The aim of this review is to explore the changing utility of radiotherapy in the treatment of patients with glioblastoma over the past decades. Surgery and radiotherapy has always been the cornerstone of treatment of glioblastoma, but techniques have significantly advanced over this time. We selected the main studies that support the advances of radiotherapy in the present day as well as controversies in several aspects of the treatment will be approached; definition of the target volume in the magnetic resonance imaging (MRI) planning, size of the margins around the target volume; prescribed dose (satnadard vs. hypofactionated); management of glioblastoma in elderly; review role of radiosurgery past and new potential use in recurrence and the evidence of reirradiation in patients with local recurrence. Finally, continued development on many fronts have allowed for modestly improved outcomes while at the same time limiting toxicity.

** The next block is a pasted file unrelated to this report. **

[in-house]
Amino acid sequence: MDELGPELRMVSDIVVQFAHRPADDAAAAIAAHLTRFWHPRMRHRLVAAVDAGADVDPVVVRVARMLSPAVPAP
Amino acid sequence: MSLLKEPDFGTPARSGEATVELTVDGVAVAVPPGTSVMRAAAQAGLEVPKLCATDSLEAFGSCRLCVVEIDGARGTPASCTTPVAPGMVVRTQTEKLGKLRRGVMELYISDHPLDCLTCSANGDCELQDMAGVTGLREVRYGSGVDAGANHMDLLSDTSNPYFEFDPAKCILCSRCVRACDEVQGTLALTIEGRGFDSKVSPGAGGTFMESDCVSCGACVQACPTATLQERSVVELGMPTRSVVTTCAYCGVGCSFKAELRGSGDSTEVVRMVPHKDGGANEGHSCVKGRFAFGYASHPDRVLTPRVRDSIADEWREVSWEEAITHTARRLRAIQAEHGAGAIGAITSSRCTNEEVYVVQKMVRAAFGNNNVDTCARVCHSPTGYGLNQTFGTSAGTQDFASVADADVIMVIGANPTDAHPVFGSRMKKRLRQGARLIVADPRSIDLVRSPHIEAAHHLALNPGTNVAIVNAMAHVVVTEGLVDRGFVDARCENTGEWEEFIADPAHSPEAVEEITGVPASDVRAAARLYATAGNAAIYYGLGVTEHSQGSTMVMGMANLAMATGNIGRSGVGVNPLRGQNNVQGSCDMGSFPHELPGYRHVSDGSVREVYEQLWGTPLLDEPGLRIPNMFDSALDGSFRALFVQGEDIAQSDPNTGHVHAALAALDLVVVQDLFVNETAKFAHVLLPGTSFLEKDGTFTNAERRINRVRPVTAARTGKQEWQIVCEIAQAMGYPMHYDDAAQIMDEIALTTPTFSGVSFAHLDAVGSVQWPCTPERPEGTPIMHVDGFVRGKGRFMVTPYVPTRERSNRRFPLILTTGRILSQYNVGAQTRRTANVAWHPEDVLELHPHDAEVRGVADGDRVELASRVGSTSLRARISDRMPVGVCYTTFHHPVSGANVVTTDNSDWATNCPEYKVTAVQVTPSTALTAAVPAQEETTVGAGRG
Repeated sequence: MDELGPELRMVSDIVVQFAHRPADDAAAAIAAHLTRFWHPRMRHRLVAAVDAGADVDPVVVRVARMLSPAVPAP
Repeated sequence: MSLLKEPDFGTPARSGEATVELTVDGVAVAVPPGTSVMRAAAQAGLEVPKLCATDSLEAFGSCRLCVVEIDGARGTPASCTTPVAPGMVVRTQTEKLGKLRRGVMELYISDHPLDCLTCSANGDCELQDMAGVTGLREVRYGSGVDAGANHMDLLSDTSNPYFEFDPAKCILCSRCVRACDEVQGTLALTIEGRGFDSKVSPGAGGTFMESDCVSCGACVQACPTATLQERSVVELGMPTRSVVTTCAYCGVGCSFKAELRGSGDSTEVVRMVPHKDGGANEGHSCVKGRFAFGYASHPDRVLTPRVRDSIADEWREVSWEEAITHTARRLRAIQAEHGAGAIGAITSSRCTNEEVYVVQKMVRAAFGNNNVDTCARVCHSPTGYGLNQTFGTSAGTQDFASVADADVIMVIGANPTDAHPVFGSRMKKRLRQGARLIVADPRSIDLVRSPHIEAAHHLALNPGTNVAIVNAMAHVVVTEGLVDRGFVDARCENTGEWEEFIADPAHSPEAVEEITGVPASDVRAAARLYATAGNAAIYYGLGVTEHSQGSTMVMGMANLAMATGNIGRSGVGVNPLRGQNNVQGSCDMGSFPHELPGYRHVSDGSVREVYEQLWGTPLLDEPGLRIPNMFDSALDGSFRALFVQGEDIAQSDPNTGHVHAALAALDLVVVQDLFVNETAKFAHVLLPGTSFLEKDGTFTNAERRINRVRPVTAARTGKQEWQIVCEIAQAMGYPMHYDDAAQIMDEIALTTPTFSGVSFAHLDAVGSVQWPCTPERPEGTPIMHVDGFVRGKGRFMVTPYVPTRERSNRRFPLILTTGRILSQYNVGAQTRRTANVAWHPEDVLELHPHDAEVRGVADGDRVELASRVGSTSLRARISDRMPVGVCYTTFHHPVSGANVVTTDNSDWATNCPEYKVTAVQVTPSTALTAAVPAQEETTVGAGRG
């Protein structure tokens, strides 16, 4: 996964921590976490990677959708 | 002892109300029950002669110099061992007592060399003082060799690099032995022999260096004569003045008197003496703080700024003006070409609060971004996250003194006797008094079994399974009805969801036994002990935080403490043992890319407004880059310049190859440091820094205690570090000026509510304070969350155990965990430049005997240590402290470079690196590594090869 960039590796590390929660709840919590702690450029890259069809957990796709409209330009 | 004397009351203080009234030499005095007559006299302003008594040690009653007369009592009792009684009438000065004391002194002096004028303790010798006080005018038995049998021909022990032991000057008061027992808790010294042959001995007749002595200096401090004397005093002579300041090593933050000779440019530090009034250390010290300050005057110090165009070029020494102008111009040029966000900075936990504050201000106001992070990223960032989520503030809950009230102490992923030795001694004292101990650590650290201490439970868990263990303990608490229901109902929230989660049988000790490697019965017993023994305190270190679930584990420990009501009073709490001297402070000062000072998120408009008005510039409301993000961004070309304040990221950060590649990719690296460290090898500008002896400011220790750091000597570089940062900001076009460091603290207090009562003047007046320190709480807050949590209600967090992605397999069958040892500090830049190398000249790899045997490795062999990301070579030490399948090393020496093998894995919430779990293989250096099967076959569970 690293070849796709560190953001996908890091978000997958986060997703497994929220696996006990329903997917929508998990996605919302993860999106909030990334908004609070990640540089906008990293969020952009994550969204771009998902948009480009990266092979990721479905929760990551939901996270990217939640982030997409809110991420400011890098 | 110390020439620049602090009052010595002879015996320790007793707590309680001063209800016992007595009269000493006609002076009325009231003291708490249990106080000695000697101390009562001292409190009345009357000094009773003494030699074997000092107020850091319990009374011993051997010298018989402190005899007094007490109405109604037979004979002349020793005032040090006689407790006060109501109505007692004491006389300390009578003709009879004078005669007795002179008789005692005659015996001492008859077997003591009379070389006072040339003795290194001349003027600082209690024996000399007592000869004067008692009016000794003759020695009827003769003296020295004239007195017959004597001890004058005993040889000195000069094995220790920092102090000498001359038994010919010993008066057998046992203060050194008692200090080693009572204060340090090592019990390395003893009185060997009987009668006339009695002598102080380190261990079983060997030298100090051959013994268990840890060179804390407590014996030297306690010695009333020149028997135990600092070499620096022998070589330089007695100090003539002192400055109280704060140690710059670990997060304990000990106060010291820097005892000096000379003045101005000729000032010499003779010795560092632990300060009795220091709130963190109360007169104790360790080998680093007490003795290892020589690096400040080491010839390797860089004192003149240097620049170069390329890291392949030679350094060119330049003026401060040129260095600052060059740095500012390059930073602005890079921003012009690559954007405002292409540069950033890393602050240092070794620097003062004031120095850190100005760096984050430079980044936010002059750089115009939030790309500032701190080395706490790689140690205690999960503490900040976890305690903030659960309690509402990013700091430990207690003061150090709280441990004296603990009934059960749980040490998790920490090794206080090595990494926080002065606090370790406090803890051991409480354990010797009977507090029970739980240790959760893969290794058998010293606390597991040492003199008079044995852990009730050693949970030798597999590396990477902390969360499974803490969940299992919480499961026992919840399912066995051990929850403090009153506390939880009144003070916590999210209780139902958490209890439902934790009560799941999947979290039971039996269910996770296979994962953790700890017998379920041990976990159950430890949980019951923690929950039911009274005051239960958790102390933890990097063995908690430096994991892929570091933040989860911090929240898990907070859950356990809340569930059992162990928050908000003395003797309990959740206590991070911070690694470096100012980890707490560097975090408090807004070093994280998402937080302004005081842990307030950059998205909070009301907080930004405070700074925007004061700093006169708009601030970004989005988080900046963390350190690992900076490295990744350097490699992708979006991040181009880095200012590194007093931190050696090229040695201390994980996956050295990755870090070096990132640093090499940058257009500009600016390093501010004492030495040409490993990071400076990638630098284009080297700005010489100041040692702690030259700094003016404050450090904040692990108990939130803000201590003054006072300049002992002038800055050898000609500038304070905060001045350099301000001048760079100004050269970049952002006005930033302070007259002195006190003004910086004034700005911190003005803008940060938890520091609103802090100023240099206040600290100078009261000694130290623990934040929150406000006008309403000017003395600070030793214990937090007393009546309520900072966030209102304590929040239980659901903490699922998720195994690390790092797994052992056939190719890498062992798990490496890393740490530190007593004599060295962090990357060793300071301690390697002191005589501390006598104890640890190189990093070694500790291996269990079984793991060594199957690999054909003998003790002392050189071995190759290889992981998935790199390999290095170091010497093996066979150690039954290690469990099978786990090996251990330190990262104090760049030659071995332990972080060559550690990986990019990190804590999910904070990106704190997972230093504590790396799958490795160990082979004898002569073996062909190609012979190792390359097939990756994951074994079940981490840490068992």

Part of the book: Primary Intracranial Tumors